When I returned home from work later that day, I was not at all expecting a lecture about my poor parenting skills and my bad influence on my impressionable young children. When my mother gave me her account of the afternoon I couldn't help but laugh hysterically. "No Mum" I said through my tears of laughter, "he did not say 'We all get drunk!' he said 'junk,not drunk!' At Happy Hour they are allowed to have treats...junk food and pop! At Happy Hour we all get junk!"

     It took me a while to convince my mother that I was telling her the truth. I think her relief became evident by the time I laid out a Happy Hour spread on our back deck and she saw my children giddy with sugar, fingers covered in orange cheesy dust. It may have helped that I also gave her a more traditional Happy Hour fare - a stiff drink to calm her frazzled nerves. This seemed to do the trick and I was able to assure her that child protective services had surely not been called.

     Since that day at the park, the story of Happy Hour has taken root in our family. Happy hour has become more than just a fun tradition, it became a humorous story worthy of telling and re-telling; one that I'm sure will remain in our family for many years to come. My oldest son, the one who was once obsessed with the time, will soon be turning 16. I still smile when I think of him repetitively asking my unsuspecting mother for the time. If only I could freeze the passage of time so that he remains delighted at the fact that at Happy Hour we all get junk. Cheers to that!



Happy Hour Cupcakes
(tipsy treats perfect for a Canada Day party!)

 
 
 
For the cupcakes you will need:
 
1 white cake mix
1/2 cup all purpose flour
1/2 cup sugar
1 1/4 cup liquid strawberry daiquiri mix
3 egg whites
1 egg
2 tbsp rum (flavoured if you like)
1 tbsp lemon zest
2 tbsp vegetable oil
 
  • Preheat oven to 350
  • Line cupcake pans with fancy liners
  • In a large bowl, whisk together cake mix and flour
  • With a mixer on low speed, mix in sugar, daiquiri mix, egg whites, egg, rum, lemon zest and vegetable oil
  • Beat on medium speed for 2 minutes
  • Fill liners 2/3 full and bake for 18-20 minutes or until an inserted toothpick comes out clean
  • Let cool while you make the icing
           
 
 
 
For the icing you will need:
 
1/2 cup butter, softened
4 oz. cream cheese, softened
2 tbsp lemon juice
2 tbsp rum
4 cups powdered sugar
6 large strawberries, diced  and red sprinkles for garnish
  • In large mixing bowl, cream butter and cream cheese together
  • Add lemon juice and rum and stir until combined
  • Add powdered sugar, 1 cup at a time, and mix until creamy and fairly thick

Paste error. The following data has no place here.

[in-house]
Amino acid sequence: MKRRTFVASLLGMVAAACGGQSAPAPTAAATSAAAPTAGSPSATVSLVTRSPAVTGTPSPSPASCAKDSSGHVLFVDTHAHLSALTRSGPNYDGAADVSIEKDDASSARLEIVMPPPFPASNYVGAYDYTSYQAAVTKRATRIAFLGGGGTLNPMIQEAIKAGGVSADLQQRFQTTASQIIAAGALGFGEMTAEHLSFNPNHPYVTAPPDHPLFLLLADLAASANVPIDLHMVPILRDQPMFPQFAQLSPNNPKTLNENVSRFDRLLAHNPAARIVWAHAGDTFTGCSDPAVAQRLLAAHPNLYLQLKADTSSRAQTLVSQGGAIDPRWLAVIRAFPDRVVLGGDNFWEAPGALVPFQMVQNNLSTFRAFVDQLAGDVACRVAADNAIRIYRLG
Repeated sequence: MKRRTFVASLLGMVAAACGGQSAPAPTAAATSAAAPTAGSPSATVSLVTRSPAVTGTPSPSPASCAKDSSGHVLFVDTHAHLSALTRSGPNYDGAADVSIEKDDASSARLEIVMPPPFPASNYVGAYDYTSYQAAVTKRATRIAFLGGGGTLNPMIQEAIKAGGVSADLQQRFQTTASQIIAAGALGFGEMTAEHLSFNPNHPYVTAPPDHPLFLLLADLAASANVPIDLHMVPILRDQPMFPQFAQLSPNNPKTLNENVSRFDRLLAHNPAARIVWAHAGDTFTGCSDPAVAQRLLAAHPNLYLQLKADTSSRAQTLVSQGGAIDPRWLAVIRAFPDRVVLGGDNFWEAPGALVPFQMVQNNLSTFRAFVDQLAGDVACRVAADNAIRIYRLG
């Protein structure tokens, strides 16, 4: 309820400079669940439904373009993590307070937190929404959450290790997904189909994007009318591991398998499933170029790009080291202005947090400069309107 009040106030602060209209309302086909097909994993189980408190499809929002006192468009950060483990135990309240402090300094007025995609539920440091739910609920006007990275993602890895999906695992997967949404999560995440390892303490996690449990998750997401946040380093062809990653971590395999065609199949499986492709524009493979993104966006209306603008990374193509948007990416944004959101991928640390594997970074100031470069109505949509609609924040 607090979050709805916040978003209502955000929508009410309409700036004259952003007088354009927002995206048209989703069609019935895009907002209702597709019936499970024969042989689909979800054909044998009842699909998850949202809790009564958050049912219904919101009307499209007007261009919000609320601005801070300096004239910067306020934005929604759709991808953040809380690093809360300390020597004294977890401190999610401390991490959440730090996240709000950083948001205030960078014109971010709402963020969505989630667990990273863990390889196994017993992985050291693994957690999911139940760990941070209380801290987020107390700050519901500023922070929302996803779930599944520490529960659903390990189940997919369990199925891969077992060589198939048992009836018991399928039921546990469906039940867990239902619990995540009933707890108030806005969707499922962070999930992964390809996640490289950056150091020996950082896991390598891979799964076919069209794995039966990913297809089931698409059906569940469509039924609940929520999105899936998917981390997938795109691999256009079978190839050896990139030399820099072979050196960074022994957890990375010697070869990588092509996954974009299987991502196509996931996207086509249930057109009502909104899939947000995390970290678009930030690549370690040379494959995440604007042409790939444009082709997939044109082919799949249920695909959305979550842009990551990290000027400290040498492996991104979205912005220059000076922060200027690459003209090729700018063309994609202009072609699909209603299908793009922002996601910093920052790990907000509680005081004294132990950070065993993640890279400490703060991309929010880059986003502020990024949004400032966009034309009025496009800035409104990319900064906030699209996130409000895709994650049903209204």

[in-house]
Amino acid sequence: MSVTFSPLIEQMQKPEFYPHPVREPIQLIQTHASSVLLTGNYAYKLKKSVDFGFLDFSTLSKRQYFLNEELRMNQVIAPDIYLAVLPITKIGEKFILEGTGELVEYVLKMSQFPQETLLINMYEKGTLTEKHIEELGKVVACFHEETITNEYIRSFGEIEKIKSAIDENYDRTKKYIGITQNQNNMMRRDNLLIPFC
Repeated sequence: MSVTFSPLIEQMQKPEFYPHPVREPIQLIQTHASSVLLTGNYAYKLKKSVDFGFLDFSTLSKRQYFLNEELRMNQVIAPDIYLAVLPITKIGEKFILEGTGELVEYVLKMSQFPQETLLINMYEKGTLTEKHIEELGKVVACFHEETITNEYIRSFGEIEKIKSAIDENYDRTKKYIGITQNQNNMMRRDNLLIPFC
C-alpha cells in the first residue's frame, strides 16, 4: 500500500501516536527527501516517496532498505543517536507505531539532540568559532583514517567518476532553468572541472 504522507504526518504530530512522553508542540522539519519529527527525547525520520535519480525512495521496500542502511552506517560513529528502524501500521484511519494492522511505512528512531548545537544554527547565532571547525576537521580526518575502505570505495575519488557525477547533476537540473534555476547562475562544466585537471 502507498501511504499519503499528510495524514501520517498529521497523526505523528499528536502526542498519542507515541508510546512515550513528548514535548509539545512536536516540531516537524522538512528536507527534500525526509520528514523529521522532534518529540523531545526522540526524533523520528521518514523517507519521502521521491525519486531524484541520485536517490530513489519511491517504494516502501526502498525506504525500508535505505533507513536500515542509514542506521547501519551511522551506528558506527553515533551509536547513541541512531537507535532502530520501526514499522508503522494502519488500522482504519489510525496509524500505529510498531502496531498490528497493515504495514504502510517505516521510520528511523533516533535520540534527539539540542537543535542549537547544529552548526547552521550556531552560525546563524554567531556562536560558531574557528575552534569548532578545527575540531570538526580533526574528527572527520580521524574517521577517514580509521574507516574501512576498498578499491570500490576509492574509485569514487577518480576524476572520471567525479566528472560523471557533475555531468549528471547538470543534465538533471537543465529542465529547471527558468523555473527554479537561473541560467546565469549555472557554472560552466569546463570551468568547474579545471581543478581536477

• Pipe onto cooled cupcakes and garnish with diced strawberries and sprinkles
 

 
 
Enjoy!
 
A view of  Hurd's Lake from the cottage

16 comments:

  1. I can hear this story again and again! I love it more each time. The family togetherness, love and strong values that come from 'Being Junk', will forever be loved, cherished and remembered. Thanks for sharing your family memories so eloquently!

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  2. My pleasure! Thanks for reading!

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  3. What a great story! And what a great tradition. :) I love your blog title, btw. I'm also a big fan of reading and baking. Thanks for sharing a cupcake recipe.

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  4. Oh, and I tried to follow you on Pinterest but the link in your sidebar didn't work. Unless Pinterest was just down today. Thought I'd let you know.

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  5. Thanks so very much Bonnie! I just finished reading "Semi-Sweet" by Roisin Meaney it's a nice, light summer read.

    Happy Reading & Baking!

    Ps- you can make that recipe without the rum and it turns out just as well =)

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  6. Now it is my turn to cry! Hugs, Poppa

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  7. I love your family's Happy Hour Cottage tradition! The cupcakes look great. Hope you had a lovely Canada Day weekend.

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  8. lol that's fabulous! I love it! I would love to join your happy hours any day of the week!
    Thanks for taking part in TGCBB this year!

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  9. Thanks Mom vs. the boys! You are welcome to join us if you are ever in the neighbourhood! TGCBB was my first blog bash. Thanks for hosting! =)

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  10. What a great cupcake and story~ Lynn @ Turnips 2 Tangerines

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  11. Your cupcakes look lovely. I love the colour of the cake part. I found your blog on Wonderful Wednesday Blog Hop.

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    1. I'm loving the Wonderful Wednesday Blog Hop! Thanks for stopping by =)

      Ps- I love the name of your blog!

      Cathi

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  12. Oh my word, those cupcakes look so delectable. YUM. Any recipe that calls for rum is a good one. :) Thanks for participating in The Great Canadian Blog Bash and we are very happy to have you! #TGCBB

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  13. still chuckling after that story...

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Thanks for visiting my blog! I love to read your comments and hear about what's happening in your kitchen.